Entitled Screen Business, the triennial report covering the period 2017-2019, shows that the industry’s tax breaks – for film, high-end television, video games, children’s television and animation – have increased the 20% number of jobs between 2017 and 2019 to reach 219,000 FTEs.
The report finds that an estimated £ 1.02bn tax break generated £ 5.11bn in direct production spending in 2019, a 61% increase from 2016.
Of that, £ 2.08bn in production spending came from premium television production (HETV), a 70% increase from 2017. Film production amounted to £ 2.02bn. , while video game development amounted to £ 860.4million. Production of children’s television programs amounted to £ 86.0 million and production of animated programs for £ 65.3 million.
The report states that one of the ripple benefits of the tax breaks has been to encourage a £ 131million expansion into new studios across the UK over the period 2017-2019, and that 785 , An additional £ 4million has been set aside for other planned studio investments in the UK.
The BFI said the report highlights how the strength of the screen industries before the pandemic allowed the production sector to rebound effectively this year, with £ 4.7bn in production spending just on film. and premium television from January to September 2021.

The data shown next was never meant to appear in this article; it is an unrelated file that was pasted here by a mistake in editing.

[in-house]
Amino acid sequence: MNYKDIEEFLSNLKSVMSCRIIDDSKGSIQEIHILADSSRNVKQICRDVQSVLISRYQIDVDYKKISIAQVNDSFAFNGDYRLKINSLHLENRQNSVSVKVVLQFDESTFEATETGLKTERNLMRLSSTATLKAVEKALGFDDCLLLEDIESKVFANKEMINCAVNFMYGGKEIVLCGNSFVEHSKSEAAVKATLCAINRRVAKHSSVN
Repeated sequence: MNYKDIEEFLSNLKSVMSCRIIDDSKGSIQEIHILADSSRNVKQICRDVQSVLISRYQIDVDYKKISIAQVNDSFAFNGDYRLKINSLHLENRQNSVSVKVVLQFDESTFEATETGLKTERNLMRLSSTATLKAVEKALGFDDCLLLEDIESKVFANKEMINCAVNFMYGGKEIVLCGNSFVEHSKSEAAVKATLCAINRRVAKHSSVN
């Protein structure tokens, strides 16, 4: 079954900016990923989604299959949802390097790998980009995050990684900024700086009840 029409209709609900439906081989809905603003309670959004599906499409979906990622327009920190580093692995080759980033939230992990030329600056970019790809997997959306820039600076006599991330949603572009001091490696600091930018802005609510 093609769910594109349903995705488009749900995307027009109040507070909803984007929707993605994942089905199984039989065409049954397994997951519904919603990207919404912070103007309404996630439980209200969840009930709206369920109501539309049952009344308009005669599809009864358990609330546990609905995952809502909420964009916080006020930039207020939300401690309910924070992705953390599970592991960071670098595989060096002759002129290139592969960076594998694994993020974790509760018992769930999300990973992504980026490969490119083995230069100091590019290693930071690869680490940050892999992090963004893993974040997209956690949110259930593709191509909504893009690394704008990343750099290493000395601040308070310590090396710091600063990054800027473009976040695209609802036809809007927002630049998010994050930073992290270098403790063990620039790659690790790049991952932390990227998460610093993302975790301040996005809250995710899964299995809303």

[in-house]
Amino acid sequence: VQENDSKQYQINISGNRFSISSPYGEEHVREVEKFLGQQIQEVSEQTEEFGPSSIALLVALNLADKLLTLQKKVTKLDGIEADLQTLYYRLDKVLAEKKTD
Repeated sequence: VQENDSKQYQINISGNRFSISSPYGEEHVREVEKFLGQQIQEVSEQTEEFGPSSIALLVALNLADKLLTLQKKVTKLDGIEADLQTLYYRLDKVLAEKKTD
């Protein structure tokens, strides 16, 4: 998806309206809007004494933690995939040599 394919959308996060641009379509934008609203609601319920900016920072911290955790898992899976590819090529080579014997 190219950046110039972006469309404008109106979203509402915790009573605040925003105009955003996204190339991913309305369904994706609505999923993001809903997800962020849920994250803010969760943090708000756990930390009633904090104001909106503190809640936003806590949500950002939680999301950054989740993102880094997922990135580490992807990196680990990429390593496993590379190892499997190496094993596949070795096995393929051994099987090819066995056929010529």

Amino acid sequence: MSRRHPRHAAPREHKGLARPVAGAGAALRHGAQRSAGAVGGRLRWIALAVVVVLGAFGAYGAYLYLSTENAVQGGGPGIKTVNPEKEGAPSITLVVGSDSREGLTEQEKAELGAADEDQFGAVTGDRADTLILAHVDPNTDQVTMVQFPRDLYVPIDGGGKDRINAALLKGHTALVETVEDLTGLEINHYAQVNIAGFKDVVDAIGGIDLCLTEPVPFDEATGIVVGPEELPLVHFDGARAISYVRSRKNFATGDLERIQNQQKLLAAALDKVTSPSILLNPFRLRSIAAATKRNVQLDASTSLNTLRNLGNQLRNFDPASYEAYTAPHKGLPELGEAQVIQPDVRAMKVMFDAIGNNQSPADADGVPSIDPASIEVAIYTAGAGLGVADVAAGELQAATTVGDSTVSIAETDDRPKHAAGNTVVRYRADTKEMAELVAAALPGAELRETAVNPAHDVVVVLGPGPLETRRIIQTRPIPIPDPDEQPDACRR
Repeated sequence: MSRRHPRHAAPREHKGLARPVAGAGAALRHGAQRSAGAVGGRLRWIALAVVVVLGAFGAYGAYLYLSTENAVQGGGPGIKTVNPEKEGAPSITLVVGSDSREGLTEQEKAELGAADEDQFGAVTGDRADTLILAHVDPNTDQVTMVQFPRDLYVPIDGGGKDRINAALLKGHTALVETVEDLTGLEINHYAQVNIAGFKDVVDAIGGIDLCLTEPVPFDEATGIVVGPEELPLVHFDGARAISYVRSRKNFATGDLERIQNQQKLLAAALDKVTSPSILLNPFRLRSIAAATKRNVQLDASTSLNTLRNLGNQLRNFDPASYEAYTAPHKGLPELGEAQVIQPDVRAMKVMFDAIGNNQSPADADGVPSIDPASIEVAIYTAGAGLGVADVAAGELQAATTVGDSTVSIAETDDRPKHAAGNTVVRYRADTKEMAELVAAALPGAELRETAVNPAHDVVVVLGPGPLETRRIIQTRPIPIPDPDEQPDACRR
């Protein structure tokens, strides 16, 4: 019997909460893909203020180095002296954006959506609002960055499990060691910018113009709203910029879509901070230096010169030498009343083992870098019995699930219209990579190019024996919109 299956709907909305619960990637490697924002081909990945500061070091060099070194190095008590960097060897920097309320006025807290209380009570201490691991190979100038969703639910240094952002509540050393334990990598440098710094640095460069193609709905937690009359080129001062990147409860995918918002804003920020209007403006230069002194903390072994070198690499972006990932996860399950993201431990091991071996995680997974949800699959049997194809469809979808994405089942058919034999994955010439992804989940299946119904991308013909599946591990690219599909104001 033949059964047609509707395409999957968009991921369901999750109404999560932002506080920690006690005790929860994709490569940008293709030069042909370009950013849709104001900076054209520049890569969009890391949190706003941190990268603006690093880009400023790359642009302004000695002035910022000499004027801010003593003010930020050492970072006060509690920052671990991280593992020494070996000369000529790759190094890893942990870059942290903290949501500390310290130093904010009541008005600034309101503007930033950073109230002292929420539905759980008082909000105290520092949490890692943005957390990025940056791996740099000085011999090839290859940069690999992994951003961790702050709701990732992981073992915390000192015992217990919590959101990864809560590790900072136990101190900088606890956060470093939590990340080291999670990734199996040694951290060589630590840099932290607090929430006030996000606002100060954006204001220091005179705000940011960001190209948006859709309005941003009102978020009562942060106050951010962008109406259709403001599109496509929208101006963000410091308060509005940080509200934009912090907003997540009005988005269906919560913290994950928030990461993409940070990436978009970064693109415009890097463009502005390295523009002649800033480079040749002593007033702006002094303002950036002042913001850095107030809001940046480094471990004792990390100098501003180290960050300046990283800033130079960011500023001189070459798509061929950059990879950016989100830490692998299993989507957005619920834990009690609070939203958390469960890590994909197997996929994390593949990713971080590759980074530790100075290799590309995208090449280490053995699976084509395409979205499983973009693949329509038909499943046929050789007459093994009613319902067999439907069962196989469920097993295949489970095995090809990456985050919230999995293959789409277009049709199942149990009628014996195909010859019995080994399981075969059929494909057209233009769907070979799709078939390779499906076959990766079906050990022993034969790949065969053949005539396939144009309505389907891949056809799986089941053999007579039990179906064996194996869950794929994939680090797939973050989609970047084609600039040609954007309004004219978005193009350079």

Chancellor Rishi Sunak said: “The UK is home to some of the best creative talent in the world, and our television and film industry is a jewel in our crown, creating hundreds of thousands of jobs and billions for the economy. “
Ben Roberts, Managing Director of BFI, said: “We are working with industry and government to develop the UK screen sector, and Screen Business is proof of the strength of tax breaks and how with which they have sustained an astounding level of production and employment, and created a business. across nations and regions of the UK.
The report was produced by the international consultancy firm Olsberg SPI with Nordicity and commissioned by the BFI, supported by industry partners including the British Film Commission (BFC), Pact, Pinewood Group, TIGA, Ukie, the UK Screen Alliance and Animation UK.
The report also examines the specific micro-economic benefits generated by film and HETV production for other industries, known as the “ripple effect”. He found that between 40% and 60% of spending was spent in the general economy in sectors including local resources, such as travel and transport, construction, hotels and restaurants.
For example, an independent feature film with a budget of £ 20million spent: 7.76% on commercial support / supplies; 7.33% on digital services; 6.28% on construction; 6.09% million on travel and transport; 5.95% million for hotels and restaurants; 2.22% on the local workforce; 2.13% on fashion and beauty; and 5.07% on studios / locations.
An international feature film with a budget of £ 50m spent: 11.70% under construction; 9.82% on travel and transport; 9.71% on studios / locations; 6.49% for hotels and restaurants; 4.20% on business support; 3.08% on the local workforce; 2.28% on music and the performing arts; 2.22% on fashion and beauty; and 2.07% on digital services